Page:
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Monulight – LFLP Collab project

Recently we saw online some pictures from a great looking project by members of the LFLP and more people involved. We contacted LFLP to ask some questions about it. Chanette Manso, who was behind the idea of this answered us.

you can find the FRENCH version of this article here:


Interesting project with great results! Tell us a bit about it, how did this start?

The whole group appreciated the ‘great results’ ☺. We were so pleased with the experiences and the responses, during and after. I, Chanette Manso was particularly touched by my French League colleagues contributions. In reviewing the process, I cannot help but see ways to refine and build on it.

The main project was started by the “Ligue Francophone de Light Painting” (LFLP) with the cultural center called “La Ferme, d’en Haut” in Villeneuve d’Ascq, France. A weeks long light painting event called, “Les Journées Photoniques de Light Painting,” included a string of activities like workshops in schools, mediations in libraries, live shows in the cultural center’s theater and in the town’s historic monuments. Thus the Chateau des Flers’ outdoor square became the setting for a monumental light painting, Tree of Life. I find that large-scale light paintings are a great way of engaging the public to become actors, instead of mere subjects in a photograph.

Who was involved?

Public and private sponsorship, as well as the valuable talents of the LFLP team, facilitated the unique use of space and place.

NinjaRoux and Juls Boo organized the main project, while I was responsible for the conception and direction of the luminescent, Tree of Life. It was an incredulous experience to be able to rely on my colleagues, from preparation to realization.  For example, they gave me feedback, using our online surveys. Gildas, in particular, helped me to conceive and write up the call to action sheets, which was a brilliant idea from NinjaRoux.

Then, of course, there was the public participation, which consisted of showing up, listening and experiencing light painting by doing it and seeing the results on the notebook.

As for the image, once I completed it, I repeated it over and over again on paper, on a notebook, on big cardboard found in the street and on cement paving, before doing the actual one on the night of the event on location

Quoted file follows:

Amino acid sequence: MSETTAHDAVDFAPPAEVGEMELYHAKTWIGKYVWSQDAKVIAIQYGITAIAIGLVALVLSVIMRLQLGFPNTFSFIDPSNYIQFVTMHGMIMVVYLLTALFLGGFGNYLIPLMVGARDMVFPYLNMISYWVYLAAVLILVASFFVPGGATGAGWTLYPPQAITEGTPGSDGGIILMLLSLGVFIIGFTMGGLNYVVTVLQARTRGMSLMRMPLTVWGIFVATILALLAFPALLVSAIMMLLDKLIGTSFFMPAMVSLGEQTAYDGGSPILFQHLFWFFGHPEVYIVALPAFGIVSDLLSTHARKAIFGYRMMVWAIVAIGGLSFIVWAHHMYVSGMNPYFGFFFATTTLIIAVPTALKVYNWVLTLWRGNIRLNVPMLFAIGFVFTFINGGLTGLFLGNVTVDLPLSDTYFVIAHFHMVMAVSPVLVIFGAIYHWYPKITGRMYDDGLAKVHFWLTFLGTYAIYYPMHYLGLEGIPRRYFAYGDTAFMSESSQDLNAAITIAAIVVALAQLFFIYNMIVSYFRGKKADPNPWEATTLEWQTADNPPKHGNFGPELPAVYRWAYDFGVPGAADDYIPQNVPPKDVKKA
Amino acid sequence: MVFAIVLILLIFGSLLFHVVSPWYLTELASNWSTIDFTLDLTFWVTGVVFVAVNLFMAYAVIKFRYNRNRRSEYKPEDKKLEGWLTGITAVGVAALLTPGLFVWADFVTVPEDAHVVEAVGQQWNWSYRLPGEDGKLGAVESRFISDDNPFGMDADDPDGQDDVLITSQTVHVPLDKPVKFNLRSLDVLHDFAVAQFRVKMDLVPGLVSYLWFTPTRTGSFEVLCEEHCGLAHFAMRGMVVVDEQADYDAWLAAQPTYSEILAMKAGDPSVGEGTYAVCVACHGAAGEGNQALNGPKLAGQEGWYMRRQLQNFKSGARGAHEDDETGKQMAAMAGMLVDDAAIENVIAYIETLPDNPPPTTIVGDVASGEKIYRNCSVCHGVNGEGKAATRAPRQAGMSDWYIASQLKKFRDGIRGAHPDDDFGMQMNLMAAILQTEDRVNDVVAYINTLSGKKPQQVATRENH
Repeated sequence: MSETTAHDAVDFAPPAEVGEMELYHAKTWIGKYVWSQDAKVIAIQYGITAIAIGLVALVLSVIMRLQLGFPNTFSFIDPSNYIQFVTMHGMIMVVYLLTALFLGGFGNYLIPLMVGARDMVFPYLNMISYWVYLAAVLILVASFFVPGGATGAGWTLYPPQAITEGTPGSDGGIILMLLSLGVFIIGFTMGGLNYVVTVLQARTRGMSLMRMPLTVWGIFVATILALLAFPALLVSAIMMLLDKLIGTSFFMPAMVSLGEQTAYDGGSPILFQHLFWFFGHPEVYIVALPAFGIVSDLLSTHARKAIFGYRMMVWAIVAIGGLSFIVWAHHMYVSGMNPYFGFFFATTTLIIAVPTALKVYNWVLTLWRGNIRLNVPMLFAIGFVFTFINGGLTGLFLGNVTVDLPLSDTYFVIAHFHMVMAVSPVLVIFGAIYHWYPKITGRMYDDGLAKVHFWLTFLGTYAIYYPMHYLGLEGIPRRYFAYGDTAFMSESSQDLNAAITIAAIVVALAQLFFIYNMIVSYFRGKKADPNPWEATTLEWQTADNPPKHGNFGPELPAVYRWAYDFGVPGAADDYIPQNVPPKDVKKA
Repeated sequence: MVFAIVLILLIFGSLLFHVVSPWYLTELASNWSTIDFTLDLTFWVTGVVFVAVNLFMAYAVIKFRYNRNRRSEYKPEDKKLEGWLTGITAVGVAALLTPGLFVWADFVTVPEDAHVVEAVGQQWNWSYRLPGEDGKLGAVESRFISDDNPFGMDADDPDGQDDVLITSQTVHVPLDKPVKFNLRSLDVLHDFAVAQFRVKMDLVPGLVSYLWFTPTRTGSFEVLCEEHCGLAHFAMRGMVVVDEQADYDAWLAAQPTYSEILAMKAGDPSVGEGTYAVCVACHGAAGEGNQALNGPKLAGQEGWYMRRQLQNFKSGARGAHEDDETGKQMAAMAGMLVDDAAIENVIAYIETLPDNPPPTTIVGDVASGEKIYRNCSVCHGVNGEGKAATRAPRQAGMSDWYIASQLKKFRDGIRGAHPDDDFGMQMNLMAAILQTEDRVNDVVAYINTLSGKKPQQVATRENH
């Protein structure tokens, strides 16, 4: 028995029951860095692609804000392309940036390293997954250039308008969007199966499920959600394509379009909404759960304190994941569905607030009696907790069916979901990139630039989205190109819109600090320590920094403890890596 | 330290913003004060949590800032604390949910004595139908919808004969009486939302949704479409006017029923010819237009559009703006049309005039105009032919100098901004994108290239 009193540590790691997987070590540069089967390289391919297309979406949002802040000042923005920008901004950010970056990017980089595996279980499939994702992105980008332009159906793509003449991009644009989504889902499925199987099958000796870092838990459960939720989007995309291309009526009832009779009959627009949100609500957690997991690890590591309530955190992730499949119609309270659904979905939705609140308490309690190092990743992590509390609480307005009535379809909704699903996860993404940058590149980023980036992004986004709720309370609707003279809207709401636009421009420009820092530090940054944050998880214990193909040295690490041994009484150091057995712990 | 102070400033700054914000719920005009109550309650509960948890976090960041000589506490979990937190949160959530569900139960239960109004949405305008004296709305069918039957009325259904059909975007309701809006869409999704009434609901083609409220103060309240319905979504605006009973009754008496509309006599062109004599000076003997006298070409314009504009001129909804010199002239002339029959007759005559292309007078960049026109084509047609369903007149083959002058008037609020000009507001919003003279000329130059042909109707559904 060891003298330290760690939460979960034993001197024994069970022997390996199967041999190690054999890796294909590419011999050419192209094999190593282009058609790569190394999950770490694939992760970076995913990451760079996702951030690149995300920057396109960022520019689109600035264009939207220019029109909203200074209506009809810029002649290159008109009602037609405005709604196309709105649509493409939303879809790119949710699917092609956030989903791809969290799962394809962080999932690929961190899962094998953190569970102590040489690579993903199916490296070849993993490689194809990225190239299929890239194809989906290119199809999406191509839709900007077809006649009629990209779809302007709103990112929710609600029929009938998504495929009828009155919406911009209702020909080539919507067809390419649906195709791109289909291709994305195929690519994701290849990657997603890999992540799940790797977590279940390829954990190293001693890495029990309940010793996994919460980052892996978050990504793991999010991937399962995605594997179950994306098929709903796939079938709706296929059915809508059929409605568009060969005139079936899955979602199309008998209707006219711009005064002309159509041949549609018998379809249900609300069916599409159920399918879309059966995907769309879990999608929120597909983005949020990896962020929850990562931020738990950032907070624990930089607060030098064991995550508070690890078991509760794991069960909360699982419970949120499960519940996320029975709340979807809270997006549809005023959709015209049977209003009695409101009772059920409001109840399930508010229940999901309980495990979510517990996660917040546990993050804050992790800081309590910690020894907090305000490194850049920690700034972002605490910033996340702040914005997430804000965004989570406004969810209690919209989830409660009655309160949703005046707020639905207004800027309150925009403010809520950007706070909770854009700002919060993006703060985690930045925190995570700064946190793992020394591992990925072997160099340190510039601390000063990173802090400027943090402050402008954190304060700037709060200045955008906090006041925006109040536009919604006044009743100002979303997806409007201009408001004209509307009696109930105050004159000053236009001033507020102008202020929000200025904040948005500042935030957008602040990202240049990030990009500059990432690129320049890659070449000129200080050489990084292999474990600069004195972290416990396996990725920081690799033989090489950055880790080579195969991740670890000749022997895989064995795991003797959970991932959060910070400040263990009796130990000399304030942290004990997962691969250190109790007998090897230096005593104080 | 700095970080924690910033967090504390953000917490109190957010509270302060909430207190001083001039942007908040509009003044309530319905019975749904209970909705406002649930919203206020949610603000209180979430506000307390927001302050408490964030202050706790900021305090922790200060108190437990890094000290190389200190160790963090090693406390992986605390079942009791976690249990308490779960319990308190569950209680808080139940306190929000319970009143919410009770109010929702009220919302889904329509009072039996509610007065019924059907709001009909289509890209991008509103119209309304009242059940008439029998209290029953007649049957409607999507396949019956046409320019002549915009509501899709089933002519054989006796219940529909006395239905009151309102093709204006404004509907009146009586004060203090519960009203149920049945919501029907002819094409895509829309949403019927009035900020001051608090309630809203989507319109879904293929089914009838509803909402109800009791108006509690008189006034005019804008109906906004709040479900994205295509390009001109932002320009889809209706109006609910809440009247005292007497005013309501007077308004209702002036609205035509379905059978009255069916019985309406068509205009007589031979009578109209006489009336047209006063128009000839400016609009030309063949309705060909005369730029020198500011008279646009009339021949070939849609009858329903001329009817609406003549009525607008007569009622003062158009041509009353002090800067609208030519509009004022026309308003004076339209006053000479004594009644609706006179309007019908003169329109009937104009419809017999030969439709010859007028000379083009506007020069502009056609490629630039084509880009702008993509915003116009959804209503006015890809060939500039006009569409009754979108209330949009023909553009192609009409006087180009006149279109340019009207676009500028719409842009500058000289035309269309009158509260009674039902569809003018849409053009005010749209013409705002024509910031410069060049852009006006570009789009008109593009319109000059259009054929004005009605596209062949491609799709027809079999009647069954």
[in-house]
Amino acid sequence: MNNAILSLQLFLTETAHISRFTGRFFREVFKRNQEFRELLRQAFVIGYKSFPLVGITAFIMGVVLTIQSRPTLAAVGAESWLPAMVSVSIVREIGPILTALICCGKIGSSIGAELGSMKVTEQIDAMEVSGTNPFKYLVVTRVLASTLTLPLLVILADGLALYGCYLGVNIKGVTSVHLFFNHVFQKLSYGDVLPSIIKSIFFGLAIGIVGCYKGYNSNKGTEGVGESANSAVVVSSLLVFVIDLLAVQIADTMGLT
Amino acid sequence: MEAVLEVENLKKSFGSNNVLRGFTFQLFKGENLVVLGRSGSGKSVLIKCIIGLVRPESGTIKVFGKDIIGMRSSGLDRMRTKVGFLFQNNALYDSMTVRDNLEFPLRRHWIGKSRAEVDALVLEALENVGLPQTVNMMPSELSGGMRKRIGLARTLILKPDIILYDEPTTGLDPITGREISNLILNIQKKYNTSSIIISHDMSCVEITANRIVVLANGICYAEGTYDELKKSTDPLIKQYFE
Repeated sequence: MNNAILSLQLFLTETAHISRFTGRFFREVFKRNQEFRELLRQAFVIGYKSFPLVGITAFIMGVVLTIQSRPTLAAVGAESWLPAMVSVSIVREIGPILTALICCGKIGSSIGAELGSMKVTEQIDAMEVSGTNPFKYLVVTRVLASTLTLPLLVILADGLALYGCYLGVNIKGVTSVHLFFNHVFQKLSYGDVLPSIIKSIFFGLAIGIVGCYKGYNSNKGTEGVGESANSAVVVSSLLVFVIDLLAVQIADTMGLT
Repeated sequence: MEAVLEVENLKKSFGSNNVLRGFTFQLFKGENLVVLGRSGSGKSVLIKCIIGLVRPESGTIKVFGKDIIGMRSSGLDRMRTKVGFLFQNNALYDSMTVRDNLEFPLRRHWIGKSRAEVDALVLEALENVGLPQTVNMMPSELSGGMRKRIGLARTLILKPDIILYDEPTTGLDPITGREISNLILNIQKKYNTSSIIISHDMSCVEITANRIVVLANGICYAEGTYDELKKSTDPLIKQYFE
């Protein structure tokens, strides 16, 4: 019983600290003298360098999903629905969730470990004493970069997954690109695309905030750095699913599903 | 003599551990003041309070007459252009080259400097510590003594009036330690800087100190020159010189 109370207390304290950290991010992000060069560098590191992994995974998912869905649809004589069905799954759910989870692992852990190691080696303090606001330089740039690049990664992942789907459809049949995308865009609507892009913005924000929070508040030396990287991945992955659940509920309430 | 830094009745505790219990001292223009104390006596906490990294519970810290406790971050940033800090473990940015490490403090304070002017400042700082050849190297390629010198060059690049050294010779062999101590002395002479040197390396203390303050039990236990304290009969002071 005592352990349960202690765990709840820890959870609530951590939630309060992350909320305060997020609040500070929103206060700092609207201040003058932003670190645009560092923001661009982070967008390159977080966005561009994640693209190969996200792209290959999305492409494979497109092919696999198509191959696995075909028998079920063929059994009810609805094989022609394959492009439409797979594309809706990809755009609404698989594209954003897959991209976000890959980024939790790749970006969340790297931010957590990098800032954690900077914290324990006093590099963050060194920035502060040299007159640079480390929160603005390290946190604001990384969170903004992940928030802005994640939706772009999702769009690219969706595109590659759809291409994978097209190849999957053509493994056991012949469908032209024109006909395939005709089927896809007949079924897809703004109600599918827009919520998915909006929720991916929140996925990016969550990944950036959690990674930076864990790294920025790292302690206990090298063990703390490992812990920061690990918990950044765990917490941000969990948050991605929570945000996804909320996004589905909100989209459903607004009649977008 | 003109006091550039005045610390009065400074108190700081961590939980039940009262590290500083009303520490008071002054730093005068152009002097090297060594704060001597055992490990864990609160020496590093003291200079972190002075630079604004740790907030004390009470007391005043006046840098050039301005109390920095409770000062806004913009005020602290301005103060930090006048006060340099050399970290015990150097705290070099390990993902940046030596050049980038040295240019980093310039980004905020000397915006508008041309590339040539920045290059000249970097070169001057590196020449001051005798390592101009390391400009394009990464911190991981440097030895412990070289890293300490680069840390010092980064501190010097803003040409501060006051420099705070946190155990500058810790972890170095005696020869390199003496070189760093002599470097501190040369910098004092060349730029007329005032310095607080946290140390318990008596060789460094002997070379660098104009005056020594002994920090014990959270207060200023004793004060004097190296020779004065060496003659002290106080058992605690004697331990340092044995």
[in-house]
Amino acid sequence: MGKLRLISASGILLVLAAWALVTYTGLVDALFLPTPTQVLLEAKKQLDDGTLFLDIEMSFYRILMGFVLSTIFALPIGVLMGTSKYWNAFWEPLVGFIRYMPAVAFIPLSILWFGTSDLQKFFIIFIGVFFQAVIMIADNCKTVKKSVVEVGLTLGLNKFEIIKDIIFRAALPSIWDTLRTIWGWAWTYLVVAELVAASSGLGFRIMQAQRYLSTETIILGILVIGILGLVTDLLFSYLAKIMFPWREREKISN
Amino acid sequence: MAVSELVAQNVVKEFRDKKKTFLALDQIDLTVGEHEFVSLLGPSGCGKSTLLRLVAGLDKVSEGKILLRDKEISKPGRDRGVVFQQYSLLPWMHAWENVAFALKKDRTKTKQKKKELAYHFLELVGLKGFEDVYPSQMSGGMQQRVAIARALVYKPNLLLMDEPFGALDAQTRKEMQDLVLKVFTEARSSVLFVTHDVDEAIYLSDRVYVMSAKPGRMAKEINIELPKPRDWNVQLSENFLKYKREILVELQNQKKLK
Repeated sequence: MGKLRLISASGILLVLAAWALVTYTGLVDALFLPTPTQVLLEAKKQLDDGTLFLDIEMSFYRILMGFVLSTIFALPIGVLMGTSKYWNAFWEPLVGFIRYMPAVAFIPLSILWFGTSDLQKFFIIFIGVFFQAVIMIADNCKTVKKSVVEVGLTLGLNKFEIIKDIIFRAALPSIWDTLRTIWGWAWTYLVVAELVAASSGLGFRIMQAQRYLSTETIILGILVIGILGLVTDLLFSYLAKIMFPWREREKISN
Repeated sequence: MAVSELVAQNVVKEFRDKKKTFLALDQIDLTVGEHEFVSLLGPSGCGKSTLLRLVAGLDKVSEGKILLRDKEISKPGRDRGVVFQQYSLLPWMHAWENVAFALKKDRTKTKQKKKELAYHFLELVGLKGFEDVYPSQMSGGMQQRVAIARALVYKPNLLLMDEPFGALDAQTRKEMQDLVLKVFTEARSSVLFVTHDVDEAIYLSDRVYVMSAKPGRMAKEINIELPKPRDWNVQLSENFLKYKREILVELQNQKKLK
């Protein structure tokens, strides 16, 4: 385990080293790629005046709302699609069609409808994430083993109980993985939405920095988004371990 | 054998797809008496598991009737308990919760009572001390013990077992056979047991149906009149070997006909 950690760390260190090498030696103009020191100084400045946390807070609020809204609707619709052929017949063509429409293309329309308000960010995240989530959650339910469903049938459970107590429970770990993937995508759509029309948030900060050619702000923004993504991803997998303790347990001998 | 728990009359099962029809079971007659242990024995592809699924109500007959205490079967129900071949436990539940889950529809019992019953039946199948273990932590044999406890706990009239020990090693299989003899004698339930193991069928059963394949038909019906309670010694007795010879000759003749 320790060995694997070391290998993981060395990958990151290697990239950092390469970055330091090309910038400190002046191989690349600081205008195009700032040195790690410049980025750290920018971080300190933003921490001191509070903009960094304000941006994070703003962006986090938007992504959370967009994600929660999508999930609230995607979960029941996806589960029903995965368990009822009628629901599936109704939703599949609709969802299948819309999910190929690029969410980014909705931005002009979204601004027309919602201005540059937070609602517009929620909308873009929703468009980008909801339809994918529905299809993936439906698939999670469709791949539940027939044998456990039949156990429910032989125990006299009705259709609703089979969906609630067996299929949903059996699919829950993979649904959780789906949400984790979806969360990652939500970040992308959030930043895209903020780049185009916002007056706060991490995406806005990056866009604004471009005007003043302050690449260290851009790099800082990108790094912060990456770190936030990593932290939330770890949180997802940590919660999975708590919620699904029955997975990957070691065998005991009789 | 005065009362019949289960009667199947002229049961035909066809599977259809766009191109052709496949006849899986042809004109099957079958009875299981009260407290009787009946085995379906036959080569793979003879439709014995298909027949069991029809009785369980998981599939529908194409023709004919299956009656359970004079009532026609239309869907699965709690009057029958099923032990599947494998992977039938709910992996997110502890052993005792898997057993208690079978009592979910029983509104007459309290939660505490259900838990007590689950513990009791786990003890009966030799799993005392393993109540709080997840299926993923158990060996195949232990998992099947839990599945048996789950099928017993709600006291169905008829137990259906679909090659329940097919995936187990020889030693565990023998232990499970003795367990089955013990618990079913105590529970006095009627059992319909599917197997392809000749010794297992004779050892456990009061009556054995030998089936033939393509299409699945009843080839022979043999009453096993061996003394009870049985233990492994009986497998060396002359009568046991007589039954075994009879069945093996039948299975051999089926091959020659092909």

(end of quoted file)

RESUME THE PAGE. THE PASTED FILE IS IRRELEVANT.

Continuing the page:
How many people actually participated in the process?

Fifteen members from the French League, lead by Juls Boo, Stéphane Baba and NinjaRoux. My role was lead the mise-en-scene of the large-scale light painting on the Friday night, although I joined them early in the week to be a part of it all.

Sixty people, local and international, came to participate in the 20 square meter light painting, including some who became new LFLP members.

How long did you prepared for this?

I spent a month off and on refining my idea of the tree of life symbol, because I needed some down time to incubate the idea. I repeated the drawing as an exercise to simplify it and find what is essential. While I figured out which tools would do what part of the drawing, with attention to color, I also tested them in my studio. For this, I waited for night time to trace light on a previously drawn on cardboard.

The rest of the preparation takes place just a couple days before the event, one night we tested making the circle, and the following night we managed to do one complete test run before the public arrived.

How did you come with the idea?

The city’s logo, comprised of a blue sphere representing technical innovation and the green leaf respect of the environment, inspired me to portray the tree of life under a blue light.  As I have been developing a series of large-scale light mandalas with people, the tree of life seemed to fit. I thought the tree could be full of leaves like the one from the logo and the blue ball could give off blue light like that of screens. As I imagined the emblem on the ground,  I thought what if it were an underground world? That was where the idea of a ladder came from, as a means to gain access this world. It was also important to contrast this luminescent underworld with the above existing one, thus integrating the square frame of the courtyard and fences with the buildings wall and the giant trees in the background to give yet more perspective.


How long time did you spend making this happen?

During the morning, I worked on putting together flashlights on broomsticks with colored gels to be the main light painting brushes. In the afternoon, Gildas and I wrote up the call to action sheets. At the last minute, Mass cut out leaf shaped stencils from white foam core, to be colored green.